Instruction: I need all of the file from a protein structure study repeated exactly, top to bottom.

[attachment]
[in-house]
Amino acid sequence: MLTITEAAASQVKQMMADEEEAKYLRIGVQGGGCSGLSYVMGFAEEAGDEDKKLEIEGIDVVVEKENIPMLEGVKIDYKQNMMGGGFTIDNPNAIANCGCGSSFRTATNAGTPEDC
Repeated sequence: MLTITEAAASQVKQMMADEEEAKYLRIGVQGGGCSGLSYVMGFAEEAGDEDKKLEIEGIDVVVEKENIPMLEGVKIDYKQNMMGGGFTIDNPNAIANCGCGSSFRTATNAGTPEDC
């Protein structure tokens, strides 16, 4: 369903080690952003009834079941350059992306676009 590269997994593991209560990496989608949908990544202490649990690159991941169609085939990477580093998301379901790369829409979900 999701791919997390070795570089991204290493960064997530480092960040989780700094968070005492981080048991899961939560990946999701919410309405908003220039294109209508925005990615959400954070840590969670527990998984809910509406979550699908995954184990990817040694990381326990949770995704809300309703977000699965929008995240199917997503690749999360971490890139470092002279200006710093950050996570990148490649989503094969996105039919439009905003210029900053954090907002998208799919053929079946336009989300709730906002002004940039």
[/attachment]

[in-house]
Amino acid sequence: MLTITEAAASQVKQMMADEEEAKYLRIGVQGGGCSGLSYVMGFAEEAGDEDKKLEIEGIDVVVEKENIPMLEGVKIDYKQNMMGGGFTIDNPNAIANCGCGSSFRTATNAGTPEDC
Repeated sequence: MLTITEAAASQVKQMMADEEEAKYLRIGVQGGGCSGLSYVMGFAEEAGDEDKKLEIEGIDVVVEKENIPMLEGVKIDYKQNMMGGGFTIDNPNAIANCGCGSSFRTATNAGTPEDC
């Protein structure tokens, strides 16, 4: 369903080690952003009834079941350059992306676009 590269997994593991209560990496989608949908990544202490649990690159991941169609085939990477580093998301379901790369829409979900 999701791919997390070795570089991204290493960064997530480092960040989780700094968070005492981080048991899961939560990946999701919410309405908003220039294109209508925005990615959400954070840590969670527990998984809910509406979550699908995954184990990817040694990381326990949770995704809300309703977000699965929008995240199917997503690749999360971490890139470092002279200006710093950050996570990148490649989503094969996105039919439009905003210029900053954090907002998208799919053929079946336009989300709730906002002004940039």